Friday, July 23, 2010

A revolutionary act (for an academician)

At the beginning of my journey, Rithaony Hutajulu said that she thought that my book could be important to Suarasama, the music group that she and her husband have started. I knew that she wanted to have a copy and I wanted to give her one, but I was hesitant. The books were earmarked for weavers and those depicted on Legacy’s pages. By the end of the journey, I knew that I wanted Suarasama to have a copy (and not just because there were fewer weavers out there). I handed it over to Ritha’s husband, Irwansyah Harahap, also an ethnomusicologist, performer and professor at the University of North Sumatra, on 26 June. 

Much had changed in my thinking in the interim and I had begun to see these people as key figures in Batak cultural promotion and revival. They were connected to all the right people who would be able to contextualize the importance of my work. They would use my book in their own work. They figured, now, among my most important recipients!

I had been away from the region for a long time. During my trip, I began to discern and increasingly understand a new set of ideas. Like an undercurrent, concern for the loss of indigenous culture is growing. The proportions of this loss are vastly more disturbing than most of us know. The Canadian anthropologist, Wade Davis, said it well in the first of his CBC Massey Lectures entitled The Wayfarers (2009):

“... just as the biosphere, the biological matrix of life, is being severely eroded by the destruction of habitat and the resultant loss of plant and animal species, so too is the ethnosphere, only at a far greater rate. No biologist, for example, would suggest that 50 percent of all species are moribund. Yet this, the most apocalyptic scenario in the realm of biological diversity, scarcely aproaches what we know to be the most optimistic scenario in the realm of cultural diversity.” (Davis, 2009, pp 2-3)

The loss of Batak textiles is not just the loss of a few techniques and patterns, it is the loss of cultural knowledge in which a thought system, cultural history, and a way of life are inscribed. It can be written down and recorded, as I have made an attempt to do in Legacy, but words can only point to non-verbal knowledge, capture it the way formaldehyde can preserve biological species. The only true preservation is life itself, or when it comes to weaving, practice. By practice I do not mean the execution of techniques but rather the performance of culture in a holistic sense. While manipulating a backstrap loom, Batak weavers enact and perpetuate a way of seeing and thinking, they operate within a paradigm and if they are skilled, they add to it, making it grow, allowing it to adapt, ensuring its vitality. This is what apprenticeship is about for the youth, and teaching on the part of the elderly: the intergenerational links that ensure cultural survival.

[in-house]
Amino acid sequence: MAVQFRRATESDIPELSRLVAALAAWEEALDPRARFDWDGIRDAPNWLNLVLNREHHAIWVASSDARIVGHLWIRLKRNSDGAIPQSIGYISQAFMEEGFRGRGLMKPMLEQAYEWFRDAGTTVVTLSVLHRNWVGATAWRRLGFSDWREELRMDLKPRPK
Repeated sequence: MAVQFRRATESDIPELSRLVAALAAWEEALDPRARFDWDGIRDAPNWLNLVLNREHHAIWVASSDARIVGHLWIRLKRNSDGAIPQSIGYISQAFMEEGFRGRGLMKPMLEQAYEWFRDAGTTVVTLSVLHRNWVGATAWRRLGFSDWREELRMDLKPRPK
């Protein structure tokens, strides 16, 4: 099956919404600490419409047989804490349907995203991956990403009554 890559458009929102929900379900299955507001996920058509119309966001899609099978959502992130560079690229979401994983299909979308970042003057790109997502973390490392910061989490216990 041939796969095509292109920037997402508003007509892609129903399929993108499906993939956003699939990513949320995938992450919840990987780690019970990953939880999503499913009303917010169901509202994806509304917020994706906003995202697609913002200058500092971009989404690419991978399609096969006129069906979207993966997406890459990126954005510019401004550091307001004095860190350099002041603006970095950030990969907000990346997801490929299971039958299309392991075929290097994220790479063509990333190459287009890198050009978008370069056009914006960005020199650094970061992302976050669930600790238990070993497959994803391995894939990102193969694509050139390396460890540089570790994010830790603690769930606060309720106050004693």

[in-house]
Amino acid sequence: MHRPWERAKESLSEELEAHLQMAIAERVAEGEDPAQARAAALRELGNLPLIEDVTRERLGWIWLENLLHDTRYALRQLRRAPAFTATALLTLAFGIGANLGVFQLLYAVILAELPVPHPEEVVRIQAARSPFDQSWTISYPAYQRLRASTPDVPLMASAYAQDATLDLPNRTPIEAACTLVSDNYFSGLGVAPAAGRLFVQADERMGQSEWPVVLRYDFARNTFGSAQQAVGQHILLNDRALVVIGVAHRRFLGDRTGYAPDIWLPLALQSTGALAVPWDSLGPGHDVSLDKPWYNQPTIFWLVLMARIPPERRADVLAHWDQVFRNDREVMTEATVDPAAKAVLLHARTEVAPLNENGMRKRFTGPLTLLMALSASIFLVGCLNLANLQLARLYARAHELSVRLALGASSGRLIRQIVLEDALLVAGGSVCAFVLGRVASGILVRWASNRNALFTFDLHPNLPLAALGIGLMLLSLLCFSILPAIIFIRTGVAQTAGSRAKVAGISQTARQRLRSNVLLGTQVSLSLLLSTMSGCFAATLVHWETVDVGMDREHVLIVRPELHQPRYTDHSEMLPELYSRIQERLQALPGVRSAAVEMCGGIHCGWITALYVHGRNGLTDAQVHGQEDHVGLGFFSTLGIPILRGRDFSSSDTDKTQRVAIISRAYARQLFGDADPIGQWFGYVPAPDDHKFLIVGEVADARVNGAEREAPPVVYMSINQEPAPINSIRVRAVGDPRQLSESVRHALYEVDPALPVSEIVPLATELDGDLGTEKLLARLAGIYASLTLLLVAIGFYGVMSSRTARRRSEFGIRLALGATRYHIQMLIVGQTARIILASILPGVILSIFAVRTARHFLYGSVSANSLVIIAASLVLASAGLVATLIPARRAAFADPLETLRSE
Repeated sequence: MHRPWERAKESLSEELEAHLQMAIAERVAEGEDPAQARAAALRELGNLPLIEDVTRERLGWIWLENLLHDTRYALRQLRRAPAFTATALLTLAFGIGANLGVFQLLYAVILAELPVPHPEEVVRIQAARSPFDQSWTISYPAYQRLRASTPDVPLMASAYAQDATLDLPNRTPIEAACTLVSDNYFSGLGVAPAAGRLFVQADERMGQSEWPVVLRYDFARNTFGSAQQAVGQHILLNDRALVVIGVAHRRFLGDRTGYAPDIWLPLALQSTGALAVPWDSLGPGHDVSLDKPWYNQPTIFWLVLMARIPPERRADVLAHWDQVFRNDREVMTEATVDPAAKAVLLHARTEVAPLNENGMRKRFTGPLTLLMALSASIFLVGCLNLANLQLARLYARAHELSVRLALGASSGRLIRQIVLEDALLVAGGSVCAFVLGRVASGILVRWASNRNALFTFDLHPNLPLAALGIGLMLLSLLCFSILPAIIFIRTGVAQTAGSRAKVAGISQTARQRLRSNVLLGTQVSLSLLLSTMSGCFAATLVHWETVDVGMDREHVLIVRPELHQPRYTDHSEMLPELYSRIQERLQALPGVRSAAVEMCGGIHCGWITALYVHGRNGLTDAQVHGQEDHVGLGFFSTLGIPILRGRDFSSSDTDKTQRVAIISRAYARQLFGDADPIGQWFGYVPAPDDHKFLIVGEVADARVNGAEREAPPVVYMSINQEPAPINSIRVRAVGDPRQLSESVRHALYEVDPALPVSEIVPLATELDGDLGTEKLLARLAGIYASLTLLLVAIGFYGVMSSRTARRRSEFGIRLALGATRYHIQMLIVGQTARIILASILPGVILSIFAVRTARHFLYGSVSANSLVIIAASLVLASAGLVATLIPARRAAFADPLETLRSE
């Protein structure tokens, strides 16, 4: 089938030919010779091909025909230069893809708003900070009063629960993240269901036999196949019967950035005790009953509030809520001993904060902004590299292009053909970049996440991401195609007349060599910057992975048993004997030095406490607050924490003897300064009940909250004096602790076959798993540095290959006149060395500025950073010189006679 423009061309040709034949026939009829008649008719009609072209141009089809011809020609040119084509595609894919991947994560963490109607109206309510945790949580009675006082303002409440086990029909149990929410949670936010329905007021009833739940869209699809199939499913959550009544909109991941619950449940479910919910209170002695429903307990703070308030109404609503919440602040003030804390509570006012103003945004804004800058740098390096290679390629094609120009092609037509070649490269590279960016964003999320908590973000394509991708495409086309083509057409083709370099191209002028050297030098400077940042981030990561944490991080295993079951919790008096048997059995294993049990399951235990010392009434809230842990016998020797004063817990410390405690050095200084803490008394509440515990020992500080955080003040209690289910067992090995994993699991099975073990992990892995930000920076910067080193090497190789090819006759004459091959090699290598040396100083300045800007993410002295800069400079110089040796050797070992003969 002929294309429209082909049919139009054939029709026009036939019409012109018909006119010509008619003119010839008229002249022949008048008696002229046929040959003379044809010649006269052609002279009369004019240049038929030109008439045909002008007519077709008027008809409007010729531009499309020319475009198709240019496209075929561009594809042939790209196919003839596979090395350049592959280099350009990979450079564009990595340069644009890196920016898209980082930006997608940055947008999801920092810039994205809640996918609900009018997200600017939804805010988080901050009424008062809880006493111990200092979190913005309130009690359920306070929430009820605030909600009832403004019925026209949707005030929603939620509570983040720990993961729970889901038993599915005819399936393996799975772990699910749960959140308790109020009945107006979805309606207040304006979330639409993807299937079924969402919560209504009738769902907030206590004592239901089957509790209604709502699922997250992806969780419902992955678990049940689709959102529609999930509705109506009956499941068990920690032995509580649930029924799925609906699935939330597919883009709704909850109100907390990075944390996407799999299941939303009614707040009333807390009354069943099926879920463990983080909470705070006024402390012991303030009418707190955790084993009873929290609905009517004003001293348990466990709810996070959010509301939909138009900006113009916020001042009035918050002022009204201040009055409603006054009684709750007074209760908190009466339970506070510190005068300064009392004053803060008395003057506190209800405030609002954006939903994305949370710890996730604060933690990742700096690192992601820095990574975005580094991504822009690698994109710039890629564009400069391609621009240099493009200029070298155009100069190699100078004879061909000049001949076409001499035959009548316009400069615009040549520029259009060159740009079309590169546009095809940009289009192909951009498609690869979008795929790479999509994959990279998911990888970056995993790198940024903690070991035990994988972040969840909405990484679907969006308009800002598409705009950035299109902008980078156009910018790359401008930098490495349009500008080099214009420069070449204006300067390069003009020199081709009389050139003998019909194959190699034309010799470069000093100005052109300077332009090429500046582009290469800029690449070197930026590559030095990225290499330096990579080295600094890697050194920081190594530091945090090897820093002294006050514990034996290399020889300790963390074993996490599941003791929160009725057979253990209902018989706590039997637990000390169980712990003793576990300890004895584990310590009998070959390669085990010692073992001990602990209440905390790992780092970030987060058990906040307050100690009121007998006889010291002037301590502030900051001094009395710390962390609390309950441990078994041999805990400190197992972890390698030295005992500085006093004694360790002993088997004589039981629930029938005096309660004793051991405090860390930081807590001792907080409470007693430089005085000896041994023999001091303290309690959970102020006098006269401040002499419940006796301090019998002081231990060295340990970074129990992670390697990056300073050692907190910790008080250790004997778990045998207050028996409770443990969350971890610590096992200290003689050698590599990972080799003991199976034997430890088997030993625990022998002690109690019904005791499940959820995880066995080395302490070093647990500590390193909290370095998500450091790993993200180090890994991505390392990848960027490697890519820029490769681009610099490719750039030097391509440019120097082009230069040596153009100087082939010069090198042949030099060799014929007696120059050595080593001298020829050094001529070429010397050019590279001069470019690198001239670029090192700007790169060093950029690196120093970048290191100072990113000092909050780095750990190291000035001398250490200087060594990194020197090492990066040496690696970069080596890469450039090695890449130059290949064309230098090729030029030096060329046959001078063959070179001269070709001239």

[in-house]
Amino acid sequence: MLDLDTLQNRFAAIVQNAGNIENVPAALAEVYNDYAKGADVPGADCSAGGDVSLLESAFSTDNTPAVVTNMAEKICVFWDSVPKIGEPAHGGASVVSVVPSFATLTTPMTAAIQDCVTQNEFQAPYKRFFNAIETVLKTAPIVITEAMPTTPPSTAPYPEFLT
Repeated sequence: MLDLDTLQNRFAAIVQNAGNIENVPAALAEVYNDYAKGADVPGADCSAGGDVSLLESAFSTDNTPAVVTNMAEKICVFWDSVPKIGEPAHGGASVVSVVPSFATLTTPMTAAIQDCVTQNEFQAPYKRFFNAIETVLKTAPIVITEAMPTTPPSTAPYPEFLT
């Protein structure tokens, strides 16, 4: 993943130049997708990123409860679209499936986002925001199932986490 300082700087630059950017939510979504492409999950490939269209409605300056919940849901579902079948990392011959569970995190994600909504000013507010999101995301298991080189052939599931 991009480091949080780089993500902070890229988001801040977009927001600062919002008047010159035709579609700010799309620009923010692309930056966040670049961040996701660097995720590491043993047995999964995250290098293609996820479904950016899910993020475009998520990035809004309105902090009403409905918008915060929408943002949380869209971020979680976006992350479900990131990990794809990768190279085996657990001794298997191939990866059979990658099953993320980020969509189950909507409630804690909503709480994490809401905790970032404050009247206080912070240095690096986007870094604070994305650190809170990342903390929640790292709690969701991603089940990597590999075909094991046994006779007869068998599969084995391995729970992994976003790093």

It was satisfying to learn that my Indonesian ethnomusicologist colleagues were practitioners as well as recorders of ancient knowledge. They understand it and they are Batak. When I think about this, I long to go and sit in a backstrap loom to truly learn what I have written about. During my 30-year labour over the book, I neglected to weave!

How misguided our institutions of higher learning have been to so strongly privilege the word (logocentrism) above practice! I perceive the legions of anthropologists at great and costly international conferences, in painful contrast to the loss of cultural practice by indigenous peoples due to lack of support, in these terms. Documentation is perhaps a symptom of doomsday thinking, a pathetic way to hang onto a shadow of what is fated to disappear. It is a style and product of Western ego and Western culture that earned its predominance through our technical prowess (Industrial Revolution). Our consequent blindness has yielded our greatest proceeds, but they are now proving to be our greatest weakness. Western academics “play the game” while that which we study dies out.

Perhaps the distribution of Legacy this past month has been my greatest revolutionary act in the history of my involvement with the book and with academe. Breaking the tacit boundary between the researcher and the researched, allowing Legacy to potentially have a legacy for practitioners!

Biodiversity is not saved in a bottle; it is allowed to run free in viable habitats. So, too, cultural diversity. I find myself reiterating what I have also heard others say: the Batak weaving arts, while specific to the Batak, are a Universal Human Legacy, a well-explored product of a facet of human thought and culture. They are irreplaceable. Loss of this rich vein of culture is a loss for all of humanity.

Ritha! Irwansyah! I am so happy to have been able to present you with one of my books! It was given to you courtesy the largess and insightfulness of the very admirable Volkenkunde Museum in Leiden, The Netherlands. Please do use it!

See Back to the Villages - the map!

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